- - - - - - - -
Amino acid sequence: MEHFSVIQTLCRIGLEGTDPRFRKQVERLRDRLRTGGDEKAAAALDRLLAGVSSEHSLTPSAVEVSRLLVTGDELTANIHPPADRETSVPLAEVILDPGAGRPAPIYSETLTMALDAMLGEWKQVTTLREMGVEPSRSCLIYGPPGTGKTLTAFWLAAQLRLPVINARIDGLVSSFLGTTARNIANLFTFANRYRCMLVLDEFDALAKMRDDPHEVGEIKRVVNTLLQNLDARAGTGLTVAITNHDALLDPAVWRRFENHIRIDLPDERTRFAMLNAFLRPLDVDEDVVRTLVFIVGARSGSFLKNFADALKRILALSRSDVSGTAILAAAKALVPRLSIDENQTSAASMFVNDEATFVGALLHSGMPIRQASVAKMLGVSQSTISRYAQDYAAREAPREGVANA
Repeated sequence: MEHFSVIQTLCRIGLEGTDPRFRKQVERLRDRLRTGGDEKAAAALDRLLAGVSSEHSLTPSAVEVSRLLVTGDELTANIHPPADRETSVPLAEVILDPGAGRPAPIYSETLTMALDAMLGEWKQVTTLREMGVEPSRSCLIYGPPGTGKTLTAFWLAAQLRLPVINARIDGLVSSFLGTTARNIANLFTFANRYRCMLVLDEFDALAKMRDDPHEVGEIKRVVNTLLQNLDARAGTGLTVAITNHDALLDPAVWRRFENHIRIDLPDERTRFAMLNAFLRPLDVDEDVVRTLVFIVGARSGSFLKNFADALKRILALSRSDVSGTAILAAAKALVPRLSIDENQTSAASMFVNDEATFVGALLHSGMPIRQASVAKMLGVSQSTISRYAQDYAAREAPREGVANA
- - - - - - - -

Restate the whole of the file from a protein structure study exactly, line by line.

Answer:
Amino acid sequence: MEHFSVIQTLCRIGLEGTDPRFRKQVERLRDRLRTGGDEKAAAALDRLLAGVSSEHSLTPSAVEVSRLLVTGDELTANIHPPADRETSVPLAEVILDPGAGRPAPIYSETLTMALDAMLGEWKQVTTLREMGVEPSRSCLIYGPPGTGKTLTAFWLAAQLRLPVINARIDGLVSSFLGTTARNIANLFTFANRYRCMLVLDEFDALAKMRDDPHEVGEIKRVVNTLLQNLDARAGTGLTVAITNHDALLDPAVWRRFENHIRIDLPDERTRFAMLNAFLRPLDVDEDVVRTLVFIVGARSGSFLKNFADALKRILALSRSDVSGTAILAAAKALVPRLSIDENQTSAASMFVNDEATFVGALLHSGMPIRQASVAKMLGVSQSTISRYAQDYAAREAPREGVANA
Repeated sequence: MEHFSVIQTLCRIGLEGTDPRFRKQVERLRDRLRTGGDEKAAAALDRLLAGVSSEHSLTPSAVEVSRLLVTGDELTANIHPPADRETSVPLAEVILDPGAGRPAPIYSETLTMALDAMLGEWKQVTTLREMGVEPSRSCLIYGPPGTGKTLTAFWLAAQLRLPVINARIDGLVSSFLGTTARNIANLFTFANRYRCMLVLDEFDALAKMRDDPHEVGEIKRVVNTLLQNLDARAGTGLTVAITNHDALLDPAVWRRFENHIRIDLPDERTRFAMLNAFLRPLDVDEDVVRTLVFIVGARSGSFLKNFADALKRILALSRSDVSGTAILAAAKALVPRLSIDENQTSAASMFVNDEATFVGALLHSGMPIRQASVAKMLGVSQSTISRYAQDYAAREAPREGVANA